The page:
NB: I should point out that there’s not much about motorcycles in the first bit of this blog – look for the intro to bike stuff further down this page!
It’s been a busy time over the last 3 months. Since the academic year drew to a close I’ve been involved in presenting various aspects of my work at three conferences, one at an internal college event for all first year PhD students and two proper grown up academic conferences in London and Turku, Finland.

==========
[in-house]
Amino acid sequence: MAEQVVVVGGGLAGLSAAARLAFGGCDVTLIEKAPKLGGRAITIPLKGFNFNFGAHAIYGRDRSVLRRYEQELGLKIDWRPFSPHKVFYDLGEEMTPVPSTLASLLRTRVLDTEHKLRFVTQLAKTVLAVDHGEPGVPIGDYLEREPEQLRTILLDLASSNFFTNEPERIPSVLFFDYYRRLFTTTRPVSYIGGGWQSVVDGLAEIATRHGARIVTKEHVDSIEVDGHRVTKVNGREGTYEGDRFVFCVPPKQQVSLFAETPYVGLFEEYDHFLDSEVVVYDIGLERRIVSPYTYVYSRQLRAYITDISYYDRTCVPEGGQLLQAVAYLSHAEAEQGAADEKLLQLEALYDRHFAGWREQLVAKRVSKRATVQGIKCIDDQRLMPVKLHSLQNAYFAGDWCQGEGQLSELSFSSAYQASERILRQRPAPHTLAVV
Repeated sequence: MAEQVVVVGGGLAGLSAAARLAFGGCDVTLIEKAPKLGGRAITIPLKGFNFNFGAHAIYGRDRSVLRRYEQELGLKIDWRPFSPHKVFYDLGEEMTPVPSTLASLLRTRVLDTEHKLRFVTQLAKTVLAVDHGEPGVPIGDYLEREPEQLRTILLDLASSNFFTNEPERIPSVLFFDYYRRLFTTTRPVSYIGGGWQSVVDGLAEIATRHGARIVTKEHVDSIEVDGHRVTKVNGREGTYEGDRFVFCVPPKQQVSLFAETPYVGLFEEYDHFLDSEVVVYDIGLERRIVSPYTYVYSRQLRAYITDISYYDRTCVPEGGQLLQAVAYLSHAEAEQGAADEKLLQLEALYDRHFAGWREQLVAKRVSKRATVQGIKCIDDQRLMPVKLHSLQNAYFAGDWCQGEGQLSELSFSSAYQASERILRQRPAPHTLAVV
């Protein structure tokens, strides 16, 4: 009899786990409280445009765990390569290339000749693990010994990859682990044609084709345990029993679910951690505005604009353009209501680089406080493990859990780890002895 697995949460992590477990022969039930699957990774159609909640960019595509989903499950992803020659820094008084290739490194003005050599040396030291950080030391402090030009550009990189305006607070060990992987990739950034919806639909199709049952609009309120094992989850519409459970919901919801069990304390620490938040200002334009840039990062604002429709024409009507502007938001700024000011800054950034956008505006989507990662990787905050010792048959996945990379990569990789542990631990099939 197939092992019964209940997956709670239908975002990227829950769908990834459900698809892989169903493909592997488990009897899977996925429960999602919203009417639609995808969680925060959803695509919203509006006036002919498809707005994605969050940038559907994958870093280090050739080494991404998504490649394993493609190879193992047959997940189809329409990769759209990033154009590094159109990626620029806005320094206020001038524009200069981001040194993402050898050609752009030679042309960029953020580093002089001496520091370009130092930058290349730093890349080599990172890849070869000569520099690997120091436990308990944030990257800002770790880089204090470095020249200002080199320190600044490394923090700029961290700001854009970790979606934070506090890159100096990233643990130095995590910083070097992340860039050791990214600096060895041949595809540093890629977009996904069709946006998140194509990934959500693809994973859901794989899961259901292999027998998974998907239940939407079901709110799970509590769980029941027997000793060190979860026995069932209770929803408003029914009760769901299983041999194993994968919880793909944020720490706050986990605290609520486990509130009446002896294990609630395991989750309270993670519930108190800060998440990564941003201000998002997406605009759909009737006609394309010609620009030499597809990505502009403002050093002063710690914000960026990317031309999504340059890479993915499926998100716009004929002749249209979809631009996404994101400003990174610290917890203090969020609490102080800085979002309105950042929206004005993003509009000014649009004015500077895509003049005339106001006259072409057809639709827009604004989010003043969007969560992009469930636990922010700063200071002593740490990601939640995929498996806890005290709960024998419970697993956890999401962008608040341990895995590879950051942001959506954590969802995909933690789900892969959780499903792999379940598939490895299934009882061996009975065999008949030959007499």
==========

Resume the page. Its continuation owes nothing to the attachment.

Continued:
First, the internal event at UAL, the university of which my college is a part. The UAL network has three internal, mandatory week long events in the first year that must be attended in their entirety by all students, part timers and full timers alike. The first is an induction to the PhD and this is valuable – though I’m not including the session “mood modelling” with Lego, that was just weird. The 2nd mandatory week in February is where the 2nd year students present their work. This is extremely diverse and a bit intense, so by Monday afternoon about two thirds of the 1st years in the audience audience were hammering their laptops, ipads and phones rather than listening to the lectures. Bear in mind that by this point I’m guessing that less than half of the first years have submitted their own research proposal and even fewer have had it accepted, so they’re really only in the opening stages of the PhD.